The impacts of investment cuts vary by mineral. But some, especially copper and nickel, could soon feel strains when demand recovers. Demand and supply of copper and nickel were delicately balanced before the pandemic, and there were expectations that supply imbalances might emerge in the coming years.

Could shortages cause problems for Green stimulus plans?

Short-term pressures have weakened with the contraction in demand caused by the Covid-19 crisis. But both minerals could see demand grow rapidly as the world emerges from the crisis and boosts efforts to accelerate energy transitions, especially if many governments put renewables and batteries at the heart of their economic stimulus packages. Given that many of the copper and nickel mines operating today are near their peak production stage, there is a need to ensure adequate investment in new mines to meet rising demand for copper and nickel as well as other minerals that are produced as by-products.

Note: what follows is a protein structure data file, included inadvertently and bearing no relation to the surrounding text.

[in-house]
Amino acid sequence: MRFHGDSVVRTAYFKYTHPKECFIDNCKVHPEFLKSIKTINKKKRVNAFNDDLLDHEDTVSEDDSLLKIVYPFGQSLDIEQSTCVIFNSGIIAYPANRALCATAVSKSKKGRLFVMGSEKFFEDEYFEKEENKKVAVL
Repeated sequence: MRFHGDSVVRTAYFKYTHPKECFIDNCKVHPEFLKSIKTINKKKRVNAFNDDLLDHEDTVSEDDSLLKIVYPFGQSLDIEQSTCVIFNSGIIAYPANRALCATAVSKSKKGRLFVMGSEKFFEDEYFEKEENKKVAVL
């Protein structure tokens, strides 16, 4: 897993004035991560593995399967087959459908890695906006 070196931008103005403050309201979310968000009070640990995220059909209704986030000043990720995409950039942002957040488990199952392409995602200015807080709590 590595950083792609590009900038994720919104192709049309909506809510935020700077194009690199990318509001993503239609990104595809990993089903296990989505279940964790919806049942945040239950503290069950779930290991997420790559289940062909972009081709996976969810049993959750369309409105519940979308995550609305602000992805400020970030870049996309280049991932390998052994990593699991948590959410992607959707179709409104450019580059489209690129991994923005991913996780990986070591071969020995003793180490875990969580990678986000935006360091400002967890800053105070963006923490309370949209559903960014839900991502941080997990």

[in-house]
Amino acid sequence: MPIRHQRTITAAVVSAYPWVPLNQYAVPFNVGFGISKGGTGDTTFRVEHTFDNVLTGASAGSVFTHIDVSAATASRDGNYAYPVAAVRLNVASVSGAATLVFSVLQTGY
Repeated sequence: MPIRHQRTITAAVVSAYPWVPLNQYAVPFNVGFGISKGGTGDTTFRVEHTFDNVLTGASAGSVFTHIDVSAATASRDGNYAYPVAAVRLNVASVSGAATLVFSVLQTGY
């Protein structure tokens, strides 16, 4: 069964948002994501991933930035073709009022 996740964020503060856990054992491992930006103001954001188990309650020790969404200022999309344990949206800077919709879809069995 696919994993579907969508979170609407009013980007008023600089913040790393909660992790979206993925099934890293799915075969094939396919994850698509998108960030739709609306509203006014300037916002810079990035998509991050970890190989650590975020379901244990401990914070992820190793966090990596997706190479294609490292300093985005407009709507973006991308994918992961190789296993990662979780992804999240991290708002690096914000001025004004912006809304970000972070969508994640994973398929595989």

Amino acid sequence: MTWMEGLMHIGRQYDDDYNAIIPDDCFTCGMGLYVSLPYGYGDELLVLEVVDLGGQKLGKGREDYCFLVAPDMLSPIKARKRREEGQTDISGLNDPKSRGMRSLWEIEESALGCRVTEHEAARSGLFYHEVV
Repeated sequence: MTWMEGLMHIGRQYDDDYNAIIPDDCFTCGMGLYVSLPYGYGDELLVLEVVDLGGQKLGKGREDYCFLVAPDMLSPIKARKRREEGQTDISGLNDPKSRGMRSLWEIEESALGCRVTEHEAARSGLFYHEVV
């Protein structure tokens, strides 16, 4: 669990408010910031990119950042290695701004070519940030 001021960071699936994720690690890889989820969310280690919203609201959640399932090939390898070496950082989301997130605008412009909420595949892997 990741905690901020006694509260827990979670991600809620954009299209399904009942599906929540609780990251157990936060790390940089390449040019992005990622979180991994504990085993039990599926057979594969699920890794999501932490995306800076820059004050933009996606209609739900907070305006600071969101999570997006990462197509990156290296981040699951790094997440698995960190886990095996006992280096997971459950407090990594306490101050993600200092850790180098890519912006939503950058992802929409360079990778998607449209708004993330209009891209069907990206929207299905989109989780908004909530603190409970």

Key challenges around supply of selected minerals

A renewed focus on mineral supplies is vital for accelerated energy transitions

As the deployment of clean energy technologies accelerates, most of their cost elements are likely to fall further, benefitting from technology learning and economies of scale. However, costs for minerals may well move in a different direction if investments fail to keep up with demand growth, sending ripples along the entire supply chain.

These issues should be put in context. An oil supply crisis has broad repercussions for all vehicles that run on it. A shortage or price spike of a mineral required for producing batteries affects only the supply of new battery-powered vehicles to the market, not the operation of every electric vehicle on the road. However, there is a risk that price volatility for minerals could delay clean technology deployment in many areas – a possibility the world can ill afford, given the urgency of reducing emissions.